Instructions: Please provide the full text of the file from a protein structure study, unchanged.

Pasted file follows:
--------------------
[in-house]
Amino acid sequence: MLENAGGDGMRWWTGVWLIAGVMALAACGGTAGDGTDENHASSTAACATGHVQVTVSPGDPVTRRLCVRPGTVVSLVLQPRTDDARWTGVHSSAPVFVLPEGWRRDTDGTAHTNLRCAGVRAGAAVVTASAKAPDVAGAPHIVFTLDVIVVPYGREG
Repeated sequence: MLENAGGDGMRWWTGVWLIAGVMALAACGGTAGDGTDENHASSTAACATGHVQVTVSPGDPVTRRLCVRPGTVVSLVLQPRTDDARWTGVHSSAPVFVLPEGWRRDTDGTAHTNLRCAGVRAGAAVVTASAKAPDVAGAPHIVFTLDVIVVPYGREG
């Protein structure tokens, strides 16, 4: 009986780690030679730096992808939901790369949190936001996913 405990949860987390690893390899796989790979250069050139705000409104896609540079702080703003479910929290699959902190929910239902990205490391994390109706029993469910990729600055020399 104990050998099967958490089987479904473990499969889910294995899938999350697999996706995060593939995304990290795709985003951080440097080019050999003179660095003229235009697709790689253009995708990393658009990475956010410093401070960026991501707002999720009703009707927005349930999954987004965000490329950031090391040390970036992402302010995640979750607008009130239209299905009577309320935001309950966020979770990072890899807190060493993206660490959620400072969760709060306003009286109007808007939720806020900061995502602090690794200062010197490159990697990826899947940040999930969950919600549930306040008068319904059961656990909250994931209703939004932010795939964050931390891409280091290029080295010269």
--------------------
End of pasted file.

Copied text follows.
[in-house]
Amino acid sequence: MLENAGGDGMRWWTGVWLIAGVMALAACGGTAGDGTDENHASSTAACATGHVQVTVSPGDPVTRRLCVRPGTVVSLVLQPRTDDARWTGVHSSAPVFVLPEGWRRDTDGTAHTNLRCAGVRAGAAVVTASAKAPDVAGAPHIVFTLDVIVVPYGREG
Repeated sequence: MLENAGGDGMRWWTGVWLIAGVMALAACGGTAGDGTDENHASSTAACATGHVQVTVSPGDPVTRRLCVRPGTVVSLVLQPRTDDARWTGVHSSAPVFVLPEGWRRDTDGTAHTNLRCAGVRAGAAVVTASAKAPDVAGAPHIVFTLDVIVVPYGREG
């Protein structure tokens, strides 16, 4: 009986780690030679730096992808939901790369949190936001996913 405990949860987390690893390899796989790979250069050139705000409104896609540079702080703003479910929290699959902190929910239902990205490391994390109706029993469910990729600055020399 104990050998099967958490089987479904473990499969889910294995899938999350697999996706995060593939995304990290795709985003951080440097080019050999003179660095003229235009697709790689253009995708990393658009990475956010410093401070960026991501707002999720009703009707927005349930999954987004965000490329950031090391040390970036992402302010995640979750607008009130239209299905009577309320935001309950966020979770990072890899807190060493993206660490959620400072969760709060306003009286109007808007939720806020900061995502602090690794200062010197490159990697990826899947940040999930969950919600549930306040008068319904059961656990909250994931209703939004932010795939964050931390891409280091290029080295010269």